More detailed discussion of some of the Build Engine's characteristics:
The Build Engine can be embedded in any other software
that supports embedding Python:
in a GUI,
in a wrapper script that
or in any other software that
can translate its dependency representation
into the appropriate calls to the Build Engine API.
describes in detail
the specification for a "Native Python" interface
that will drive the SCons implementation effort.
When building/updating the objects, the Build Engine operates as a single executable with a complete Directed Acyclic Graph (DAG) of the dependencies in the entire build tree. This is in stark contrast to the commonplace recursive use of Make to handle hierarchical directory-tree builds.
Dependency analysis is carried out via digital signatures (a.k.a. "fingerprints"). Contents of object are examined and reduced to a number that can be stored and compared to see if the object has changed. Additionally, SCons uses the same signature technique on the command-lines that are executed to update an object. If the command-line has changed since the last time, then the object must be rebuilt.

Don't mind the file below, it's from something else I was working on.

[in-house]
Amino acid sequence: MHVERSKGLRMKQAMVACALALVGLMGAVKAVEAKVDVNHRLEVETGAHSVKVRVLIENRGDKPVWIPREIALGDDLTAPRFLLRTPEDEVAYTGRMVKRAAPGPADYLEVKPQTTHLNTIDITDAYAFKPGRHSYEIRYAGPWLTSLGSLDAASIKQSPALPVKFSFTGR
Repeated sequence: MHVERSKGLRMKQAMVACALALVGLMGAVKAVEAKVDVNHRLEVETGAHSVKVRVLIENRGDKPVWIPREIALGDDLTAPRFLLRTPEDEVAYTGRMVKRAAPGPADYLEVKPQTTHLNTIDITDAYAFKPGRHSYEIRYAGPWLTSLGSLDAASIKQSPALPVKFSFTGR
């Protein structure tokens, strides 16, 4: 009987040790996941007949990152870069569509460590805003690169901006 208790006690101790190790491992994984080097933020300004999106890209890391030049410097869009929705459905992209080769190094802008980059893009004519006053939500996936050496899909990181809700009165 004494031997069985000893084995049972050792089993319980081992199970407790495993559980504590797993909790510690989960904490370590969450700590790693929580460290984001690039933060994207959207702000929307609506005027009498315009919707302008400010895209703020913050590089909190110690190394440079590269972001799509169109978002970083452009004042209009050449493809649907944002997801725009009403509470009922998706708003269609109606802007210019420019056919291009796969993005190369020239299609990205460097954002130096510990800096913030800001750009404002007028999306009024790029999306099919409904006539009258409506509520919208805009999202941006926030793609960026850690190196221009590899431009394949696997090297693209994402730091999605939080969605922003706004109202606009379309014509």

The output of Build Engine is customizable through user-defined functions. This could be used to print additional desired information about what SCons is doing, or tailor output to a specific build analyzer, GUI, or IDE.
SCons detects build failures via the exit status from the tools used to build the target files. By default, a failed exit status (non-zero on UNIX systems) terminates the build with an appropriate error message. An appropriate class from the Python library will interpret build-tool failures via an OS-independent API.
If multiple tasks are executing in a parallel build, and one tool returns failure, SCons will not initiate any further build tasks, but allow the other build tasks to complete before terminating.
-k command-line option may be used to ignore
errors and continue building other targets. In no case will a target
that depends on a failed build be rebuilt.